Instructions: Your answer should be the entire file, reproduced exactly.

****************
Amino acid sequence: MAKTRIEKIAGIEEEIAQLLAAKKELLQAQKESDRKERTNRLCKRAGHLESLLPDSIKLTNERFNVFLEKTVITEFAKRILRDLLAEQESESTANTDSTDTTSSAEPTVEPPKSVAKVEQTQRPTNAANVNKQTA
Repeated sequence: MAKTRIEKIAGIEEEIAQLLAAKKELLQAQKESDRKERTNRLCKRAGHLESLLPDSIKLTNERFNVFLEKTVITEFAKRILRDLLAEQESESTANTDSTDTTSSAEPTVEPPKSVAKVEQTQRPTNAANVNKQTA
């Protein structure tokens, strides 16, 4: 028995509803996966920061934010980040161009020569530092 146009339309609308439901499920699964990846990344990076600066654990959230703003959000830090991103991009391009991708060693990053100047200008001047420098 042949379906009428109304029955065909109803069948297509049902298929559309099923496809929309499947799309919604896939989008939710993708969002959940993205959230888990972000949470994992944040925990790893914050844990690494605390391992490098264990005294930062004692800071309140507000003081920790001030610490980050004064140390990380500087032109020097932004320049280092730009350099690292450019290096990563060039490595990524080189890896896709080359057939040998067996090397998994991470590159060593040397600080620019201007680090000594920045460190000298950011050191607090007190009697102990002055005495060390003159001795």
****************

Amino acid sequence: MAKTRIEKIAGIEEEIAQLLAAKKELLQAQKESDRKERTNRLCKRAGHLESLLPDSIKLTNERFNVFLEKTVITEFAKRILRDLLAEQESESTANTDSTDTTSSAEPTVEPPKSVAKVEQTQRPTNAANVNKQTA
Repeated sequence: MAKTRIEKIAGIEEEIAQLLAAKKELLQAQKESDRKERTNRLCKRAGHLESLLPDSIKLTNERFNVFLEKTVITEFAKRILRDLLAEQESESTANTDSTDTTSSAEPTVEPPKSVAKVEQTQRPTNAANVNKQTA
């Protein structure tokens, strides 16, 4: 028995509803996966920061934010980040161009020569530092 146009339309609308439901499920699964990846990344990076600066654990959230703003959000830090991103991009391009991708060693990053100047200008001047420098 042949379906009428109304029955065909109803069948297509049902298929559309099923496809929309499947799309919604896939989008939710993708969002959940993205959230888990972000949470994992944040925990790893914050844990690494605390391992490098264990005294930062004692800071309140507000003081920790001030610490980050004064140390990380500087032109020097932004320049280092730009350099690292450019290096990563060039490595990524080189890896896709080359057939040998067996090397998994991470590159060593040397600080620019201007680090000594920045460190000298950011050191607090007190009697102990002055005495060390003159001795």